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4 Best Secure Email Services for 2019

Best Secure Email Services

Are you worried about your email service and that somebody else is reading your mail?

Well, that’s completely possible if you’re not using a secure email provider. And let me tell you, Gmail doesn’t fall into this category. Neither does Yahoo or Outlook.

So, today I’m going to present to you the four best secure email services for 2019. Keep on reading if you want to protect your

What to look for in an email service?

Before I get to the four best email services, I want to talk about what makes Gmail and Yahoo so unsuitable if you’re looking for anonymity.

Let’s say that you send an email via regular email servers. Gmail, Yahoo, or Outlook do not encrypt your messages. It means that your email is like a postcard and with the right tools, hackers or the government can easily intercept and read your messages.

So, when security is what matters to you, you have to choose an email prover that “seals” your message in an “envelop” so that no one but you can read it. That’s why the most important thing to look for is the level of encryption offered by the email services.

#1 Tutanota

Tutanota email

My first suggestion for you is Tutanota - a user-friendly email service with excellent features. It’s based in Germany, and it’s very secure thanks to Germany’s strict privacy laws.

As all secure email providers, Tutanota offers end-to-end encryption, which means that only you can descript your messages. Do not worry that you need any special knowledge about encryption because Tutanota automatically encrypts all emails and generates public and private keys.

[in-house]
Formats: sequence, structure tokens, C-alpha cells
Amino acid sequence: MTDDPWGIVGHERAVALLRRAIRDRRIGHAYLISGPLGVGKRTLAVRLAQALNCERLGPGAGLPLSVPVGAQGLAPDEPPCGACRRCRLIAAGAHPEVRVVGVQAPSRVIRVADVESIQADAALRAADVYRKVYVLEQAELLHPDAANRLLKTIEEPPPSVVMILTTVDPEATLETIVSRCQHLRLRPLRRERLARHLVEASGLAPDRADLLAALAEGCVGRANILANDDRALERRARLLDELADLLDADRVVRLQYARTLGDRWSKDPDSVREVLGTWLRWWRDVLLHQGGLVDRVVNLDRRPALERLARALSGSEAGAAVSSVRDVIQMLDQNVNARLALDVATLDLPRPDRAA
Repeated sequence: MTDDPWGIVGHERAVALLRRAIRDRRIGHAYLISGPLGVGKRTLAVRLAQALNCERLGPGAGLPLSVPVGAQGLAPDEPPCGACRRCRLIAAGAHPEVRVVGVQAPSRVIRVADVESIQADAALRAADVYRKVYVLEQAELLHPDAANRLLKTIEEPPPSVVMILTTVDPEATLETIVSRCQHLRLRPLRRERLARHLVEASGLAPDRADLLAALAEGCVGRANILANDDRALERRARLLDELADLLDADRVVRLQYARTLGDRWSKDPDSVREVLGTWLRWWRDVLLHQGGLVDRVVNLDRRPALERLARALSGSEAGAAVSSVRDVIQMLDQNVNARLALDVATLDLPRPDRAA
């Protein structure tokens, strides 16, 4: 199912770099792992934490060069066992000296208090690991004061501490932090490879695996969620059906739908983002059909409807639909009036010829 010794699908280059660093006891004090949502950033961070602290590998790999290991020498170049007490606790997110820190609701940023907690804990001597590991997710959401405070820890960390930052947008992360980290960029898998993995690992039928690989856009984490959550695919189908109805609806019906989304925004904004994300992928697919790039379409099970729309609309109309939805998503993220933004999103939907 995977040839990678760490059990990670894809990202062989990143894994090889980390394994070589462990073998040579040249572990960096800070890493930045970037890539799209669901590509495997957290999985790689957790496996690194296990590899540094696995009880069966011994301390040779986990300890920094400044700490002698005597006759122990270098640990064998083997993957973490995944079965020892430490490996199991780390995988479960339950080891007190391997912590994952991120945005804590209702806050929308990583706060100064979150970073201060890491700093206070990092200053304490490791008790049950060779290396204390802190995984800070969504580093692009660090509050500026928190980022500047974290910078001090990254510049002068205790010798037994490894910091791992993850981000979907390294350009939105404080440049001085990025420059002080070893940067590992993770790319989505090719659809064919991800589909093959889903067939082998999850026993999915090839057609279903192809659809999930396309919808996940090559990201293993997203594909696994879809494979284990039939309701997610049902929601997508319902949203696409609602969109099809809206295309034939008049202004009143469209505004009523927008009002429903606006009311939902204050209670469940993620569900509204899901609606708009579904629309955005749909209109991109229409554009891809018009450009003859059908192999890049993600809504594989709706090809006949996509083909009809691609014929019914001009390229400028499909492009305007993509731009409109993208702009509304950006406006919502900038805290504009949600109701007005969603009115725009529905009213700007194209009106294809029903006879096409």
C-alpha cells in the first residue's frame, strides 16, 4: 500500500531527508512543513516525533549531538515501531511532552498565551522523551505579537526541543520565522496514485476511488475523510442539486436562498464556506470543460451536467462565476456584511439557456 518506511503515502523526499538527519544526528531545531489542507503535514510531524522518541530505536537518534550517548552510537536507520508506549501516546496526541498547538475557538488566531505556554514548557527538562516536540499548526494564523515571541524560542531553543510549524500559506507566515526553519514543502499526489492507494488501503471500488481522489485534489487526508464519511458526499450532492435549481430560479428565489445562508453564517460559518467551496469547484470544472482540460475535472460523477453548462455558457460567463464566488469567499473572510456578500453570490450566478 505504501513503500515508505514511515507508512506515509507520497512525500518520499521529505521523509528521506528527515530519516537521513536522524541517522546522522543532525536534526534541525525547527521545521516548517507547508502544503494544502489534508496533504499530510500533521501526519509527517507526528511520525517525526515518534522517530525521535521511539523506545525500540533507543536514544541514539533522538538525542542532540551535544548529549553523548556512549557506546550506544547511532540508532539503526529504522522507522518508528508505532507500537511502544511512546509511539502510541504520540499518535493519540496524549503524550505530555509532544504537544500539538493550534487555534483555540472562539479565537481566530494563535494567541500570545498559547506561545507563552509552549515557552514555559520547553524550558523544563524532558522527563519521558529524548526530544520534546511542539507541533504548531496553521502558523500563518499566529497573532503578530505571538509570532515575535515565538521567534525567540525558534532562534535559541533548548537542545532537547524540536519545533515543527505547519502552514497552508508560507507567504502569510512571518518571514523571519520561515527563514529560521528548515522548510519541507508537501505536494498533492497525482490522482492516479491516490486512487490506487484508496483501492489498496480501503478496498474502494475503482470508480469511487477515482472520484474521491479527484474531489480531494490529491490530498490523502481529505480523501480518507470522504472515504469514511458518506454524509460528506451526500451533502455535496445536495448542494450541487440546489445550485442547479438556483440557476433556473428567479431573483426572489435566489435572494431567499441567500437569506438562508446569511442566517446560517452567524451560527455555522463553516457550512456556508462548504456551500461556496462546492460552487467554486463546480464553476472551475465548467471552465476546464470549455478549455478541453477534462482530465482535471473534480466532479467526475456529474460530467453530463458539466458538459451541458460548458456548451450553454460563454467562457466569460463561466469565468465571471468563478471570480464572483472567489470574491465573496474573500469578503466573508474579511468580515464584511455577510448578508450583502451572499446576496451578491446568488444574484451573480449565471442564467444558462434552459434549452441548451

In addition to this, Tutanota doesn’t log IP addresses or and no one can access your private key because it’s encrypted with your password. Your password, on the other hand, is salted and hashed, meaning that your browser makes a hash of your password and send it to the server for confirmation.

In other words, your password is not stored on Tutanota’s servers, and they can’t help you restore it if you lose it or use it decrypt your private key and read your messages. It also means that if you forget your password, you probably will have to make a new account.

But what makes it stand out from other similar services is that you can send emails to regular email users. These people will receive a link that prompts them to view their message in a secure environment, and they can even send an answer. You and your recipient just have to agree on a password.

In addition to this, Tutanota is free, and you don’t have to pay anything unless you want to use the premium features like aliases, custom domains, or email support. The free version offers 1 GB storage space which is plenty, in my opinion, and you can also switch to the paid version and extend your storage to 1 TB.

Tutanota is available for IOS and Android so that you can keep track on your emails on your phone or tablet. All you need to register is a username and a password, and you can opt for two-factor authentication if you want even more security.

Of course, I have to mention a few shortcomings, namely that Tutonota doesn’t support IMA and you can’t import contacts in bulk.

Pros:

  • Open source

  • Large storage space

  • Easy to register

  • Doesn’t keep IP addresses

  • Automatically encrypts and decrypts

Cons:

  • Doesn’t support IMAP

  • The paid account offers features like aliases

#2 ProtonMail

protonmail service

You probably have heard by now at least once about ProtonMail. It’s one of the best secure email services for a reason. It has a simple design, which makes it easy for users to navigate, and it offers top-notched security thanks to its encryption technique.

ProtonMail is so secure that if you lose your password, support won’t be able to help you get it back because the decrypting happens when you log into the account. They also don’t have access to the encryption key, so all your emails will be locked if you reset your account.

It means that no one will have access to your messages or know how to decrypt them – not ProtonMail staff, the government, or any hackers interested in your activities.